Looking Back, Moving Forward: Matt Joyce

By Peter M. Gordon

2011 was Matt Joyce‘s year. He hit .277 with a .347 on base percentage, 19 homers, 75 RBI and a .825 OPS and represented the Rays at the All-Star Game The Tampa native was only 26 that year and appeared on the brink of stardom. Instead, Joyce regressed in 2012 as his batting average dropped to .241, on base percentage to .341, home runs to 17, RBI to 59, and OPS to .769. Joyce and the Rays hoped he would rebound  in 2013. The Rays signed him to a $2.45 million contract and played him often, shifting him between right, left, and DH as they hoped to find some formula that worked. Instead, Joyce fell victim to yet another enigmatic season, putting his future in question.

Joyce started slowly in April, hitting .225 but with 5 home runs. He caught fire in May, batting .299 with a .396 on base average for the month as he began batting at the top of the Rays’ lineup consistently. Then in June, Joe Maddon put Joyce in the leadoff spot and Joyce justified his confidence by reaching the 14 homer mark, challenging Evan Longoria for the team lead. However, he stayed at that number for a month as his success was fleeting once again.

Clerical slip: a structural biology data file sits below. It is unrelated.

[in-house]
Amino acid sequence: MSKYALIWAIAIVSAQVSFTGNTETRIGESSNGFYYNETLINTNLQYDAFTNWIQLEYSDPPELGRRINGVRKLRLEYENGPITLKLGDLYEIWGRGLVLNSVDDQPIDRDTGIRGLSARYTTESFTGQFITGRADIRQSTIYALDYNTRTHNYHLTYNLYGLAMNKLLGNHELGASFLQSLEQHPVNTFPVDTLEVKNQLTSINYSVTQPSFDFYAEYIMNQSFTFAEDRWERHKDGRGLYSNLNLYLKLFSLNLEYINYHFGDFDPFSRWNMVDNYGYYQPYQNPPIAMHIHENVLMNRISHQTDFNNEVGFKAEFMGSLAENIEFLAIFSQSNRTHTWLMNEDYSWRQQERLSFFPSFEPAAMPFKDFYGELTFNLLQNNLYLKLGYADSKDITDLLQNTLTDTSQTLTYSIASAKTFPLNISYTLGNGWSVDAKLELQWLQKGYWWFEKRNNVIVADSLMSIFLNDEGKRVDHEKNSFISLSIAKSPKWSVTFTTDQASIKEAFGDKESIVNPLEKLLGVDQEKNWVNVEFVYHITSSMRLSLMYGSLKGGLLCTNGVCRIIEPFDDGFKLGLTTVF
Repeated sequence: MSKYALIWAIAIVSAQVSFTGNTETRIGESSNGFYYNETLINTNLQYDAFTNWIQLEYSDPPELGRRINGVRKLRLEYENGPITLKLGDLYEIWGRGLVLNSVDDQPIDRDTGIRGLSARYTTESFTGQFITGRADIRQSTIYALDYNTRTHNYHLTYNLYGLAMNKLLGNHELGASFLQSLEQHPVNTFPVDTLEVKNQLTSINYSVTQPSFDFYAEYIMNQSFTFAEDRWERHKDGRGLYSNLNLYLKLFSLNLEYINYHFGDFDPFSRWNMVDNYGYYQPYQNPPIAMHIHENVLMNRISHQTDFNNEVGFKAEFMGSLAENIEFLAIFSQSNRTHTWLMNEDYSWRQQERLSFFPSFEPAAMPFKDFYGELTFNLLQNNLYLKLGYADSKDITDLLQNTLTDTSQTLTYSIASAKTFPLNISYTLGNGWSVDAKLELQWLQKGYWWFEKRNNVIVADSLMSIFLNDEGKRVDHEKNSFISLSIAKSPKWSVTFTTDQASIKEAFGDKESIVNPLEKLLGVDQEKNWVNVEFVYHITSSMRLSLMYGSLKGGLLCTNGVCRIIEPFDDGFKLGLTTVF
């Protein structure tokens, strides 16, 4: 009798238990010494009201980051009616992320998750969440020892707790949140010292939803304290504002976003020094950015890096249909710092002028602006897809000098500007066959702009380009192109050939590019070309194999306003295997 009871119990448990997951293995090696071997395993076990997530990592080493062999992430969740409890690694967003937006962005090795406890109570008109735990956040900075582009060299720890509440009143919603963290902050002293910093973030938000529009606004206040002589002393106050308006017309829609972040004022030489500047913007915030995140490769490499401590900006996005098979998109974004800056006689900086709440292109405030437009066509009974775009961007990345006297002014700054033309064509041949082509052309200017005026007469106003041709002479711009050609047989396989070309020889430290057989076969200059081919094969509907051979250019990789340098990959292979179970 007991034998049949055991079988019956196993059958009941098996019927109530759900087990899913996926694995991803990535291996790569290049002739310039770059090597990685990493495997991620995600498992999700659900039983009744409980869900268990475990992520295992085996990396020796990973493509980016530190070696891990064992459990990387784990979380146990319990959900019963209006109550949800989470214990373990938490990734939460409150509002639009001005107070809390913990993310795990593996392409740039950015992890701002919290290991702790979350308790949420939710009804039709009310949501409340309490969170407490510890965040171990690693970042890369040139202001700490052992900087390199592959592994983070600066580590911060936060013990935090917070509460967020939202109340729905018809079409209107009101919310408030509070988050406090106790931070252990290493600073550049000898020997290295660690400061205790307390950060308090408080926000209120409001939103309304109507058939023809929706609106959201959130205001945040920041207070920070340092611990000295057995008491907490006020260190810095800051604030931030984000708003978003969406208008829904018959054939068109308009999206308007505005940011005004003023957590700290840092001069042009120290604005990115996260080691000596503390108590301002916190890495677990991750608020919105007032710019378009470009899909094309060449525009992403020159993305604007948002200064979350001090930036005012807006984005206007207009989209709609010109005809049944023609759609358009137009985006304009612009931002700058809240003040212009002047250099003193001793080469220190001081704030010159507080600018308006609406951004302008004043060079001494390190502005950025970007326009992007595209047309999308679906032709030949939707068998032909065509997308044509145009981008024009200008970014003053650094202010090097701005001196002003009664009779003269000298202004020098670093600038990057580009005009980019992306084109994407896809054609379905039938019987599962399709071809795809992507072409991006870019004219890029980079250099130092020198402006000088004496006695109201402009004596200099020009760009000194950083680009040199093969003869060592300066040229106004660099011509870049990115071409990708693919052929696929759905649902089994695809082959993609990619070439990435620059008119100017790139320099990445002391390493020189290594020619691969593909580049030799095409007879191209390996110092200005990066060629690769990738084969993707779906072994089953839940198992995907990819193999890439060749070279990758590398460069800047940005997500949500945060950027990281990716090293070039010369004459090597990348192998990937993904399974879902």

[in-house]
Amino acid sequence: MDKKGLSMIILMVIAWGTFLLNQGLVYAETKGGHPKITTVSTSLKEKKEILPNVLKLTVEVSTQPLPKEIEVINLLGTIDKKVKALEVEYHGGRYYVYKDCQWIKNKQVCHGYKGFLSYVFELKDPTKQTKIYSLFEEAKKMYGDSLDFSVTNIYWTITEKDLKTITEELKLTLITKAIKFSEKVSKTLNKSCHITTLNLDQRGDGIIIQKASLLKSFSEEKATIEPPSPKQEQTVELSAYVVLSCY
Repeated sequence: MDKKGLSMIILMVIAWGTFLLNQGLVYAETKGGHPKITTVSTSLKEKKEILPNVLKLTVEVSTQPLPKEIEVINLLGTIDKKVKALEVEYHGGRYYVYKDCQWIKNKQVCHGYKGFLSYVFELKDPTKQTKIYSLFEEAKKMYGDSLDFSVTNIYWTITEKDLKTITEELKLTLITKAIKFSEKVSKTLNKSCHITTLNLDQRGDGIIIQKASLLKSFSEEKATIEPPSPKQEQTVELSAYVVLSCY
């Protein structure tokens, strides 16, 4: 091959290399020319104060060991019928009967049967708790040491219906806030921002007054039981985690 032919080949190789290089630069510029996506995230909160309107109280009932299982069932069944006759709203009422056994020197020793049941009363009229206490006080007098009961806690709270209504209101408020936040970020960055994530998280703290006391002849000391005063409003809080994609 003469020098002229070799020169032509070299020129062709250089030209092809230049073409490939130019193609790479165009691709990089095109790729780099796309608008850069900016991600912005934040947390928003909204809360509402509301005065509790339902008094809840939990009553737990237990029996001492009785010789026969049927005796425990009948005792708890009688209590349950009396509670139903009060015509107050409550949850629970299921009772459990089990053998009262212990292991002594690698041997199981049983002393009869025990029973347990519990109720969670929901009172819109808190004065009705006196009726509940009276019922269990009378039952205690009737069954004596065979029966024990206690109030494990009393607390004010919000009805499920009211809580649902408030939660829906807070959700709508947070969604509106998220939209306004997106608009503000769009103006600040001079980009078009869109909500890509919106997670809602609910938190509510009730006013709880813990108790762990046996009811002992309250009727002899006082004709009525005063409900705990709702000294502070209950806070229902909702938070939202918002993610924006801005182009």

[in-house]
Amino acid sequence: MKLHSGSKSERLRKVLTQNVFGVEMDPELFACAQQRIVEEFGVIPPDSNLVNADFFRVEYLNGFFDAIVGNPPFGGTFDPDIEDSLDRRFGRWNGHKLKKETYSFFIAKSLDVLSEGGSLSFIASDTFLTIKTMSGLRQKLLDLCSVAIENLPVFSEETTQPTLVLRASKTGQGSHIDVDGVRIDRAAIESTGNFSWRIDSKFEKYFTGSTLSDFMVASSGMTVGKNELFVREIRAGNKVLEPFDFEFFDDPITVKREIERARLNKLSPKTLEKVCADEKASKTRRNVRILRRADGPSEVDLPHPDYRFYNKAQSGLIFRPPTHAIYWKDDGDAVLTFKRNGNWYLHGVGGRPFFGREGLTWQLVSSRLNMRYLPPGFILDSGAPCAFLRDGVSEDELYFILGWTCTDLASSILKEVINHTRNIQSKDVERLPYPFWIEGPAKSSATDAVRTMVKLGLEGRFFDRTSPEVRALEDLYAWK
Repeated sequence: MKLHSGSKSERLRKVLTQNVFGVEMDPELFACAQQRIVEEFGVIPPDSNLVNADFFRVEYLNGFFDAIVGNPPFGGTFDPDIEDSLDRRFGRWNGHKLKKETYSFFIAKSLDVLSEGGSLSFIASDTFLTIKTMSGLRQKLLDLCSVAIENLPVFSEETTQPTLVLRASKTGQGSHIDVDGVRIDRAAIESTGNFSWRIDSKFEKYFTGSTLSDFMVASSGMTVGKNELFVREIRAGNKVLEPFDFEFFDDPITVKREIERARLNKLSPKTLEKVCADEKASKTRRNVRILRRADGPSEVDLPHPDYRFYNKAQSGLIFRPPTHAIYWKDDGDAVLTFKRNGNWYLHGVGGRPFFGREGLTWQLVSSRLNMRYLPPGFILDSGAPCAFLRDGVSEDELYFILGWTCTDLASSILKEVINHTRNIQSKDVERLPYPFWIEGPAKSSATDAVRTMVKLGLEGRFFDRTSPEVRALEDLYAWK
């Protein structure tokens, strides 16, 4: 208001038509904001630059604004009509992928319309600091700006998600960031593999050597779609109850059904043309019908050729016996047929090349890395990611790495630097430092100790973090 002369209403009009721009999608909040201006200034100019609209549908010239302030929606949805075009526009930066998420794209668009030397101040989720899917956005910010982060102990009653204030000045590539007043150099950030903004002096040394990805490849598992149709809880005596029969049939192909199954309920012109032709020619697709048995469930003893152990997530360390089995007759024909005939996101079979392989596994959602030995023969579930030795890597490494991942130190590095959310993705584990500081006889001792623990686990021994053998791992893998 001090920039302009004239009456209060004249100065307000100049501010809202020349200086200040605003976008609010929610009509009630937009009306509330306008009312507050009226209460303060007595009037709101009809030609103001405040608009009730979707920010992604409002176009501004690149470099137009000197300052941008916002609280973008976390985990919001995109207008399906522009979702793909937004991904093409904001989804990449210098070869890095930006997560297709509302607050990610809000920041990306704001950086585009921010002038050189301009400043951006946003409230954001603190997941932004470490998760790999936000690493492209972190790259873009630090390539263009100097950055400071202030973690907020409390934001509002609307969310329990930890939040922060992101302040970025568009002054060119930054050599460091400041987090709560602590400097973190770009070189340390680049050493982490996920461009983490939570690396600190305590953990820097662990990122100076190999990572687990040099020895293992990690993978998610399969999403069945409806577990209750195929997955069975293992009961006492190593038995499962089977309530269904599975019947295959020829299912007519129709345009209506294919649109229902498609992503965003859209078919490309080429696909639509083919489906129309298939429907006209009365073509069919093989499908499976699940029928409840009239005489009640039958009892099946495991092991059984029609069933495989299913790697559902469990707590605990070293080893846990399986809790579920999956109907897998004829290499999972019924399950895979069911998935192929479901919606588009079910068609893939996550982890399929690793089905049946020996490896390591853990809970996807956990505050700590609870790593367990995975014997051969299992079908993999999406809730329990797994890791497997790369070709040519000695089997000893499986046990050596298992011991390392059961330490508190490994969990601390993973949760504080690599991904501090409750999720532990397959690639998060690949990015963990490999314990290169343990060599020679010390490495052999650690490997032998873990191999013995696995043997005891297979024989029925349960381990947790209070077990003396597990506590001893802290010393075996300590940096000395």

Joyce hit only .222 with no homers in July even as the Rays reeled off one of the best months in their history. Joyce’s playing time declined after Wil Myers joined the team, but Maddon tried to keep him fresh, giving him at-bats in left field and at DH (especially when Luke Scott was out with injuries) to keep him sharp. Joyce responded with a torrid August, hitting .350 with a .425 on base percentage and 3 home runs in 25 games. But Joyce’s season finished on a downer as slumped badly during the Rays’ stretch drive in September, hitting .089 with one home run for the month, and going hitless during the ALDS.

Joyce ended the season with the second highest home run total on the Rays, with 18, but his OPS declined the second straight year to .747, batting average fell to .235, and his RBI total of 47 was his lowest in three years. With Wil Myers set in right field and Desmond Jennings in center, the only spot available for Joyce is the lefty bat in a left field/DH platoon. If the Rays re-sign David DeJesus, one would think that would be DeJesus’ role, with Sam Fuld serving as a defensive replacement. Joyce earned $2.45 million in 2012, and will only get more expensive the second time through arbitration. Is Joyce worth bringing back?

Matt Joyce is not a completely lost cause. He hits right-handed pitching very well on the whole and can carry the time when he goes on one of his hot streaks. He’ll also be only be 29 in 2014 and is popular with the fans. But after a rough season, the Rays will probably decline to tender Joyce a contract to avoid arbitration. Maybe the Rays will try to bring back Joyce at a lower price, but you have to wonder after years of waiting for Joyce to find consistent performance whether the Rays have finally given up.